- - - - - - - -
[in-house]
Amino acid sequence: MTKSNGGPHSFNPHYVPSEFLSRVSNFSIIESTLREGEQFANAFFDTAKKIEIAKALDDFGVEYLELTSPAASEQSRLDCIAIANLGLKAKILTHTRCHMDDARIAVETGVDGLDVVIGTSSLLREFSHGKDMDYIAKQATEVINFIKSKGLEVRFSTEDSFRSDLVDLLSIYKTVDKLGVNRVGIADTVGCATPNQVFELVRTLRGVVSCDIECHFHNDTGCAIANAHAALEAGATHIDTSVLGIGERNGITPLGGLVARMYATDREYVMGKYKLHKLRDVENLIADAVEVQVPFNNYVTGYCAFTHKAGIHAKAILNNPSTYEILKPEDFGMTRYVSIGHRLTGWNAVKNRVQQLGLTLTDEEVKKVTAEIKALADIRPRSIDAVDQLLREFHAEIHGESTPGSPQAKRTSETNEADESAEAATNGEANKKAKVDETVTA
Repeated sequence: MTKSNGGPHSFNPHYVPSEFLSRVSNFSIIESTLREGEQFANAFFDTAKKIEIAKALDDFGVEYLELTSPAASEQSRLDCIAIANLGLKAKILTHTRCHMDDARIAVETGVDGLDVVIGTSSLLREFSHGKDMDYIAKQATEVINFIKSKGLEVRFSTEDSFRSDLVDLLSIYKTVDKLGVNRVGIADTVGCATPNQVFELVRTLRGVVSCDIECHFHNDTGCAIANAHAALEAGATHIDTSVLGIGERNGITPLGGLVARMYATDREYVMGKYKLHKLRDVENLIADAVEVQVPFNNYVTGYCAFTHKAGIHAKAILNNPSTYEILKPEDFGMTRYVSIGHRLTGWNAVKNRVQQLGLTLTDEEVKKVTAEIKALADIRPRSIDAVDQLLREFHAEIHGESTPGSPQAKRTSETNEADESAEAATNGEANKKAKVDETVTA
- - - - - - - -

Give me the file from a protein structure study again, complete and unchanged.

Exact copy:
[in-house]
Amino acid sequence: MTKSNGGPHSFNPHYVPSEFLSRVSNFSIIESTLREGEQFANAFFDTAKKIEIAKALDDFGVEYLELTSPAASEQSRLDCIAIANLGLKAKILTHTRCHMDDARIAVETGVDGLDVVIGTSSLLREFSHGKDMDYIAKQATEVINFIKSKGLEVRFSTEDSFRSDLVDLLSIYKTVDKLGVNRVGIADTVGCATPNQVFELVRTLRGVVSCDIECHFHNDTGCAIANAHAALEAGATHIDTSVLGIGERNGITPLGGLVARMYATDREYVMGKYKLHKLRDVENLIADAVEVQVPFNNYVTGYCAFTHKAGIHAKAILNNPSTYEILKPEDFGMTRYVSIGHRLTGWNAVKNRVQQLGLTLTDEEVKKVTAEIKALADIRPRSIDAVDQLLREFHAEIHGESTPGSPQAKRTSETNEADESAEAATNGEANKKAKVDETVTA
Repeated sequence: MTKSNGGPHSFNPHYVPSEFLSRVSNFSIIESTLREGEQFANAFFDTAKKIEIAKALDDFGVEYLELTSPAASEQSRLDCIAIANLGLKAKILTHTRCHMDDARIAVETGVDGLDVVIGTSSLLREFSHGKDMDYIAKQATEVINFIKSKGLEVRFSTEDSFRSDLVDLLSIYKTVDKLGVNRVGIADTVGCATPNQVFELVRTLRGVVSCDIECHFHNDTGCAIANAHAALEAGATHIDTSVLGIGERNGITPLGGLVARMYATDREYVMGKYKLHKLRDVENLIADAVEVQVPFNNYVTGYCAFTHKAGIHAKAILNNPSTYEILKPEDFGMTRYVSIGHRLTGWNAVKNRVQQLGLTLTDEEVKKVTAEIKALADIRPRSIDAVDQLLREFHAEIHGESTPGSPQAKRTSETNEADESAEAATNGEANKKAKVDETVTA